Position Paper 2
A trip to the Vancouver Contemporary Art Gallery James Siddall
On Friday, October 23 our CultureNeT English 100 class forayed out of Capilano University’s mountainous campus to experience and explore Vancouver’s own Contemporary Art Gallery. This little class expedition was something I was personally excited about; as was the rest of the class I’m sure. A chance to learn out of the classroom adds a level to the educational process that encourages change and innovation. I mean, who doesn’t like field trips? I believe it good to disrupt the usual Monday to Friday routine as it can refresh that original start of school excitement that is so often lost as the months wear on.
The gallery itself is not much more than two largish rooms, so our exhibit tour was more like a briefing and discussion of the different pieces on display by the CAG’s gallery coordinator Jill Henderson. The exhibition at the time was Playing Homage, which ran from September 11th to the 1st of November. The Contemporary Art Gallery describes this showcase by saying “In Playing Homage, the persona of artist is the subject matter”. The art on display was either a reproduction of another piece, or work that simply used a reference for inspiration to create something new. As one can imagine, this interesting theme made for some equally interestingly works of art.
In one room a projector flashed a film with every character played by artist Ming Wong. Be it old, young, short, tall, male or female, you name it and he was it (and with a German script no less!) Another piece, and my personal favorite, displayed artist and musician Rodney Graham posing as a painter with his “late early styles”. The photograph aims to show an act of the stereotypical view of an “artist”. The paintings were his, though most of Graham’s work is not as conceptually strait forward. This creates some interesting layers of art in one piece. Is the focus the photograph, the act or the paintings themselves? Other art in the exhibition gave a more identifiable link to another piece of work, such as Christos Dikeakos’ pencil on paper sketch and Evan Lee’s photographic replica of work done originally by his father.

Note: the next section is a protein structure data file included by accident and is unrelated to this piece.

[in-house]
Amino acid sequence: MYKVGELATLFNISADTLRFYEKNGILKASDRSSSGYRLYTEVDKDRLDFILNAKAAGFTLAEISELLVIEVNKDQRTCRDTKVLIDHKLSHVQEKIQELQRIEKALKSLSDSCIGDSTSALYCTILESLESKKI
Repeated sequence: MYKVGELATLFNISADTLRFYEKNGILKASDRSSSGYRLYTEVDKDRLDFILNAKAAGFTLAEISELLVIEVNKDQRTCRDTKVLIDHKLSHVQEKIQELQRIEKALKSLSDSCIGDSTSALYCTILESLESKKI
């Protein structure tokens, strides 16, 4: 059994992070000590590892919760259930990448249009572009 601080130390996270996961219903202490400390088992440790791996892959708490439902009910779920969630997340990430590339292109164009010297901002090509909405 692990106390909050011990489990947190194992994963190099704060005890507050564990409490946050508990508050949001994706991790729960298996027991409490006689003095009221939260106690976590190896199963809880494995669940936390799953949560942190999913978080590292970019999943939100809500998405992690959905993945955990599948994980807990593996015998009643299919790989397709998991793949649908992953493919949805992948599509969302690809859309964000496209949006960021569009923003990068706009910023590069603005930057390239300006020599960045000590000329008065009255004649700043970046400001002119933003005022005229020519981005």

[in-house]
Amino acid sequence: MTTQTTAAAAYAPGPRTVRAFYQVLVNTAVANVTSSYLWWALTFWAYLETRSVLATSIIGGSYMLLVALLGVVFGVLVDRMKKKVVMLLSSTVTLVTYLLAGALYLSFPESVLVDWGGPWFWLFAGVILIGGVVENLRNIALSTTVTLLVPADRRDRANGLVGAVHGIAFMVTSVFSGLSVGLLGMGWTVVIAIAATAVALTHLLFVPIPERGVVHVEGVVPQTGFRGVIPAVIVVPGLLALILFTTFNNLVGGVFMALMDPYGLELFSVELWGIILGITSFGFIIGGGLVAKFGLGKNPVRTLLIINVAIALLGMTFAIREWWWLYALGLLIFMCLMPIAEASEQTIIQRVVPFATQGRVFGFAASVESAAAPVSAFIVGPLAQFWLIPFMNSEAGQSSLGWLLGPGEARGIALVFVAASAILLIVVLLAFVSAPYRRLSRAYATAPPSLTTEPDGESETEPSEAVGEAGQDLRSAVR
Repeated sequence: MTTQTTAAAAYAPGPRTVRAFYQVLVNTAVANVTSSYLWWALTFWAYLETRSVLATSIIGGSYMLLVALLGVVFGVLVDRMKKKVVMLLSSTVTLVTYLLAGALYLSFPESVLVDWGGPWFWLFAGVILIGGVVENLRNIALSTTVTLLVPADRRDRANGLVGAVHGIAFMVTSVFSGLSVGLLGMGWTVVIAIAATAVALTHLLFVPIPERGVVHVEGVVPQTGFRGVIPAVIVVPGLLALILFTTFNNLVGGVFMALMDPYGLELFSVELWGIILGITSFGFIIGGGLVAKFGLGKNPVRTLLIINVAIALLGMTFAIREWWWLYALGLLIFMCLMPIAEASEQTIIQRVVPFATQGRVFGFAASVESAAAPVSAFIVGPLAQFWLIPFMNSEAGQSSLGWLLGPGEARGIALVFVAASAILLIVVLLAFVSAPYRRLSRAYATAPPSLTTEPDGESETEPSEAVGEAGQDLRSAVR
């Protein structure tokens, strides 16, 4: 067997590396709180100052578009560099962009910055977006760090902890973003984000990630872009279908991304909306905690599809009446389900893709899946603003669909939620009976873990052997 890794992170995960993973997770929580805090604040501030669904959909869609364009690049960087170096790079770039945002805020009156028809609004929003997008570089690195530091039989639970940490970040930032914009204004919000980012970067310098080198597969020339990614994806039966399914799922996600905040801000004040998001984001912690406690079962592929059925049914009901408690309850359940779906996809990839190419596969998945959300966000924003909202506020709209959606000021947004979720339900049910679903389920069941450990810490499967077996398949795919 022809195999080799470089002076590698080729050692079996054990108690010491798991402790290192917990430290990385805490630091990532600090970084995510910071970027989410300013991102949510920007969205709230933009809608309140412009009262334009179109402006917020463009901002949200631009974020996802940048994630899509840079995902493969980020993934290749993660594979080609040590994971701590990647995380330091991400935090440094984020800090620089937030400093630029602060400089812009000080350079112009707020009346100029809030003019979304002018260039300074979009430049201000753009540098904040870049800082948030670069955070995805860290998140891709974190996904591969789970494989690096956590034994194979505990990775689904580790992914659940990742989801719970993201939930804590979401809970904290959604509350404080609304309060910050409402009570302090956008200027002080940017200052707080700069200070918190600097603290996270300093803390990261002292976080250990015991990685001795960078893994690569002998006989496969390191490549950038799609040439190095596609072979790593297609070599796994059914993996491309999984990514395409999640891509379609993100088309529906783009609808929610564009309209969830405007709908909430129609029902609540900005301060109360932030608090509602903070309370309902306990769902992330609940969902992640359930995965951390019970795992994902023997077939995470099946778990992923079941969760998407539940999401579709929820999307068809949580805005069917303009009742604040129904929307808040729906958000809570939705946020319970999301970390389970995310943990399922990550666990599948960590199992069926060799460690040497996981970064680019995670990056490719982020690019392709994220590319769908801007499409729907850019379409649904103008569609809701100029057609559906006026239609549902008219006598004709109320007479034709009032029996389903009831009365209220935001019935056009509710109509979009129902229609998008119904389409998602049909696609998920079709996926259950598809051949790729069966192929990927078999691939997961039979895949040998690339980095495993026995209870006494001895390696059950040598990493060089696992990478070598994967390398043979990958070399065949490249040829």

Based on the one exhibit I was able to observe, the Vancouver Contemporary Art Gallery definitely provokes some thought. Each work was interesting and in it’s own way left room for a second glance. However, some required a third glance and a fourth and a fifth. Considering my piers and myself are fairly learned (I hope), we started to get a bit confused. The feeling was that some of the “art” was so because that it what its creator classified it as. I think the question of the day was what can qualify to be officially labeled as a piece of artwork. Can one take a tomato and nail it to the wall and expect a gallery showing? As the CAG shows in its name, it is “contemporary”, not “mainstream”. Unlike the Vancouver Art Gallery there seems to be a broader sense of guidelines. For some broad is good, for others not so much. For me, the positive outweighed the negative on our little expedition and I left curious for what other exhibitions were to come in the future.
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